Anyone from the South of England use it?
Not especially fond, but it was nice to be reminded of itWell, I hope it brought back fond memories, E.
I can't remember what happened the day before yesterday, Mr SWere you North-Western boys and girls amused by the name of that BBC kids' programme, 'Trumpton', by any chance?
I grew up in Lincolnshire and have since traced my family back to the 1600's in that county and before passing the 11 plus I spoke quite a different language, it was the normal way of speaking to our family and neighbours but that way of talking had to be educated out of me!! I bet most people would not understand my grandparents' generation these days duck but they 'trumped'! But they never 'trumped' down in Surrey when I lived there, if they ever admitted to it they 'let wind'! I had an interesting time at university in New Zealand looking up the roots of swear words to discover that the ones I used that were not bad language in Lincolnshire had Old English roots whereas the ones that I thought were really naughty were words with French origins like 'pissoir'. Must have been something to do with the Norman conquest and the Anglo Saxons hanging on to all they had left - their language!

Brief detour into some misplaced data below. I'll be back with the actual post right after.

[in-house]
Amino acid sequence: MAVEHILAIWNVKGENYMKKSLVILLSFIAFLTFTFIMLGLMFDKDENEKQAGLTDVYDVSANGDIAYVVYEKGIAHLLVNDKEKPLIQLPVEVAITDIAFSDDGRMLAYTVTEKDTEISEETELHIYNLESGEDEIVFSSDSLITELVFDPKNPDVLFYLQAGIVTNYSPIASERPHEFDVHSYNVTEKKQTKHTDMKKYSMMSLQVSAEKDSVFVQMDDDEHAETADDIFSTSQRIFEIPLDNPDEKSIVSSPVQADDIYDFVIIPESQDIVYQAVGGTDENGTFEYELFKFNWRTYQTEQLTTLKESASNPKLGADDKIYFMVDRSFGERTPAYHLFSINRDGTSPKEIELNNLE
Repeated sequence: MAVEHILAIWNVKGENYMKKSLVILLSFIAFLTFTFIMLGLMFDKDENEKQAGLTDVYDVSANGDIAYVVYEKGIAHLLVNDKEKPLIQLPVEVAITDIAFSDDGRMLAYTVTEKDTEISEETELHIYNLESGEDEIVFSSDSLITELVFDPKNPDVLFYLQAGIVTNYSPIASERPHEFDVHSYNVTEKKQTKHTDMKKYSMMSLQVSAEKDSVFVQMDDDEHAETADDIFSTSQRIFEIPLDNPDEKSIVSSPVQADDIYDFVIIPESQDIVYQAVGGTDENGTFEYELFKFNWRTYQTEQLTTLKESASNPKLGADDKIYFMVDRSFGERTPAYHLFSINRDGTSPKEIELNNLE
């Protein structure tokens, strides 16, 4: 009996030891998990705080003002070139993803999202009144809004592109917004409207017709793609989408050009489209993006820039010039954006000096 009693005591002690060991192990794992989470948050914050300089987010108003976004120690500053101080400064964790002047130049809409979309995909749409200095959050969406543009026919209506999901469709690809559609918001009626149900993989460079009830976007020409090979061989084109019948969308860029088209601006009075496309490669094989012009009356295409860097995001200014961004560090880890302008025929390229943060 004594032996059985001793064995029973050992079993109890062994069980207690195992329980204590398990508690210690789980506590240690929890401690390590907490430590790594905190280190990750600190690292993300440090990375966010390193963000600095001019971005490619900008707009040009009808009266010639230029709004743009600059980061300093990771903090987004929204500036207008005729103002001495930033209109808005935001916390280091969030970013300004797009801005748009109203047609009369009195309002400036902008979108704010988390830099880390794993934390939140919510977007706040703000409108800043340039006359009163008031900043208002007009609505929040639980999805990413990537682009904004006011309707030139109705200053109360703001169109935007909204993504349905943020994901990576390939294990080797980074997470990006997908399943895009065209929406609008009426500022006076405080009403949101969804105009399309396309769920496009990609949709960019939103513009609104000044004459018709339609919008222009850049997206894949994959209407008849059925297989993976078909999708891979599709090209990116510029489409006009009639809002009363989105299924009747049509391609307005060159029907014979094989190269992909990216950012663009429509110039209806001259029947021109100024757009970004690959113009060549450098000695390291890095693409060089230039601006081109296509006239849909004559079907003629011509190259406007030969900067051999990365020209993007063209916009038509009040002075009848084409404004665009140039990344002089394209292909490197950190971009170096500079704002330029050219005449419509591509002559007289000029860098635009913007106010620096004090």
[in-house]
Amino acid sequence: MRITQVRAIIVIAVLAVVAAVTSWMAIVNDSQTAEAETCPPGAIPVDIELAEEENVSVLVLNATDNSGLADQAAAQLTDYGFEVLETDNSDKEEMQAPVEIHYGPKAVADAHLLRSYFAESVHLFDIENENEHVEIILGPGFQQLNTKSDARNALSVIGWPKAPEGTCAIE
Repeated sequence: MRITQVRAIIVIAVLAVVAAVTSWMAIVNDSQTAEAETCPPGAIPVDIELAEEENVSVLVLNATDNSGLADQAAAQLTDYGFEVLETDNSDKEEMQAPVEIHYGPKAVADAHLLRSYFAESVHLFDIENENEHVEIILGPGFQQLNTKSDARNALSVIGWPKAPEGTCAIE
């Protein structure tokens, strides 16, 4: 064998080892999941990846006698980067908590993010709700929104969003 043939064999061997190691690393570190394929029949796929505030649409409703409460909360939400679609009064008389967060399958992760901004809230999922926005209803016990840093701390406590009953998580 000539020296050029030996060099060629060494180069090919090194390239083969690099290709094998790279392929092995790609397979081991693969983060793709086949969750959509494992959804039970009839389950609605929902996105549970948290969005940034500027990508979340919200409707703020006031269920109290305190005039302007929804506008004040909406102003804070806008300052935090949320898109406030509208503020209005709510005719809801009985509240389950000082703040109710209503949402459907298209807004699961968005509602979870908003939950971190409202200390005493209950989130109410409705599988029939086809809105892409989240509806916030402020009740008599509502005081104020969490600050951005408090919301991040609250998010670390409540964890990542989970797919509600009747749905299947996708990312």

Here's the text concerned:would there be like the last breath? could we say (times gone by) that break wind and breathing might have been synonyms? Or I am way off ...